Important Facts about Arizona
Statehood: February 14, 1912 (48th)
Population: 6,553,255 (2012 estimate, U.S. Census Bureau)
State Size: 113,909 square miles (6th largest)
State Capitol: Phoenix
State Motto: Ditat Deus (God Enriches)
State Nickname: Grand Canyon State
Border States: California, Colorado, Nevada, New Mexico, Utah
The lower half of the flag is a blue field, the upper half divided into thirteen equal segments; six light yellow and seven red. In the center of the flag is a copper-colored five-point star which represents Arizona as the largest producer of copper in the nation.
Arizona’s main enterprises and attractions are represented in the seal. In the background of the seal is a range of mountains with the sun rising behind the peaks. At the right side of the mountains is a water storage reservoir and a dam, with irrigated fields and orchards. There are cattle grazing on the right, and a quartz mill and a miner with a pick and shovel on the left.
Official Neckwear: Bola Tie
The bola tie is “a new symbol of the West” and is usually hand-made in many different shapes and sizes.
State Firearm: Colt Single Action Army Revolver
The newest of the state symbols, the Colt Single Action Revolver became the state firearm in 2011.
State Tree: Palo Verde
Its name means “green stick.” The Palo Verde tree is found in the desert and the foothills of Arizona. The tree blooms in late spring, usually April or May.
State Flower: Blossom of the Saguaro Cactus
This pure white flower blooms on the tips of the Saguaro Cactus during May and June. The Saguaro Cactus is the largest cactus grown in the United States.
State Gem: Turquoise
It’s a blue-green, semi-precious stone that has been used for centuries in Southwest Indian Jewelry. It can be found throughout the Southwest and is composed of hydrous oxide of aluminum and copper.
State Bird: Cactus Wren
It measures 7 to 8 inches in length, and its back is brown with white spots, and its throat is lighter colored with black spots. Its bill is curved down and there’s a white line over each eye. Cactus Wrens eat insects, seeds, and fruit. They often build their nests inside a cactus to protect them from predators.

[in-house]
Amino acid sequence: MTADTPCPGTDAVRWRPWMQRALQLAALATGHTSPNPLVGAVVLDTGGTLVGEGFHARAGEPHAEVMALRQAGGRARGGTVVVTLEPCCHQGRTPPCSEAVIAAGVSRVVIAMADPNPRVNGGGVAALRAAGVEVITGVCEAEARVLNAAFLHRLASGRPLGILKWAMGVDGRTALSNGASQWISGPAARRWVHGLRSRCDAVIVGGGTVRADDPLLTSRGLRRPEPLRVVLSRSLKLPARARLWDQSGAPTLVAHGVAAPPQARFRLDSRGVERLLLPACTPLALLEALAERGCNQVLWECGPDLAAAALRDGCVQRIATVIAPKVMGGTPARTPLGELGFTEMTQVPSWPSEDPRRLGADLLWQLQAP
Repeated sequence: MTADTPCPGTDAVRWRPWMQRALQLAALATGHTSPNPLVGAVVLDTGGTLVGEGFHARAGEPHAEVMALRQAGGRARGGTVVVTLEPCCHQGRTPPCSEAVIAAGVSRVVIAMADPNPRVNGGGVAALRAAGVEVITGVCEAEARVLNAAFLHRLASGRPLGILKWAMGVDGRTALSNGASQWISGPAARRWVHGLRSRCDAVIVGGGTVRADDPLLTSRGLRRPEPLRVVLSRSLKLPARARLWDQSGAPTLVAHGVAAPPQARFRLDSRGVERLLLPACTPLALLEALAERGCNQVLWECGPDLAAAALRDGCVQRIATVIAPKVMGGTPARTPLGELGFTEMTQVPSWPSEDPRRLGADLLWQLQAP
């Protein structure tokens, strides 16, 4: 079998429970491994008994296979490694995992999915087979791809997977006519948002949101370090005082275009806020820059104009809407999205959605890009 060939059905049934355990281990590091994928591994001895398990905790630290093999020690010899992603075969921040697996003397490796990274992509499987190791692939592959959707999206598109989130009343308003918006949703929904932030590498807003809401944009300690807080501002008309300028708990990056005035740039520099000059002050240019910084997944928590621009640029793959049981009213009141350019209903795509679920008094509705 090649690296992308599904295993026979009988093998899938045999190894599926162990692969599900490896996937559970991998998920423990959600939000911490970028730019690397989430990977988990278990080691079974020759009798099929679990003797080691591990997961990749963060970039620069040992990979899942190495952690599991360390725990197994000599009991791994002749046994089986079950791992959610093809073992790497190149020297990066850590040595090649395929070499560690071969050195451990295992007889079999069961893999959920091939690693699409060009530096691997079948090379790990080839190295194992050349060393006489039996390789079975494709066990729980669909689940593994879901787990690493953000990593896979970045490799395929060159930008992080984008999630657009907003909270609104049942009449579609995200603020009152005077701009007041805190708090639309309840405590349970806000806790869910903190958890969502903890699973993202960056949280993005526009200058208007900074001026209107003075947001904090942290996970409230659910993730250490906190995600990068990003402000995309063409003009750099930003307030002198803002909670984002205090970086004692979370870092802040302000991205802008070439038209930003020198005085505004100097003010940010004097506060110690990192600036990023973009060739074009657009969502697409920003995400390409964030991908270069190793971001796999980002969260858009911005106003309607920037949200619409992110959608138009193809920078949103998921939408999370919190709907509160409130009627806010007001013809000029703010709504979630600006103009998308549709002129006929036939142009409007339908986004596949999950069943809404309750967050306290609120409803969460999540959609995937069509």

State Fossil: Petrified Wood
Petrified wood is the state fossil. Most of the petrified wood in Arizona can be found in the Petrified Forest in the northern part of the state. A long time ago the wood used to be trees. Over a long period of time the wood became petrified, meaning it is as hard as a rock!
State Mammal: Ringtail
The ringtail is the state mammal; it is not really a cat but is related to the raccoon. The ringtail is also known as the ringtail cat, miner’s cat, and cacomistle. It was named the state mammal in 1986.
State Reptile: Arizona Ridge-Nosed Rattlesnake
The Arizona Ridge-Nosed Rattlesnake was the last rattlesnake to be named by herpetologists. This snake is small, rarely weighing more than 3-4 ounces as an adult or growing longer than 24 inches. The Ridge-Nosed Rattlesnake lives only in the Huachuca, Patagonia, and Santa Rita Mountains in the south central part of Arizona.
State Fish: Apache Trout
Apache Trout is the state fish. It has a yellowish color and pink bands and spots on its body. It is found in state rivers.
State Amphibian: Arizona Tree Frog
The Arizona Tree Frog is small (usually 3/4 to 2 inches long), just a little larger than the size of a quarter. Most are green but some can be gold colored. A dark stripe starts at its nose, runs through the eye and ends just before the back legs.
State Butterfly: Two-Tailed Swallowtail
Swallowtails are the largest species of butterflies in the United States. It features a wingspan of 3-1/2 to 5-1/2 inches long and is found only west of the Mississippi River. They are bright yellow, although females have a slightly orange cast to their wings. On the yellow background of each hind wing, are seven iridescent blue, rectangular-shaped markings and two red crescent-shaped marks. Four narrow black bars run up and down the forewings and both the fore and hind wings are edged in black. The key field mark for this butterfly is its two “tails” on each hind wing.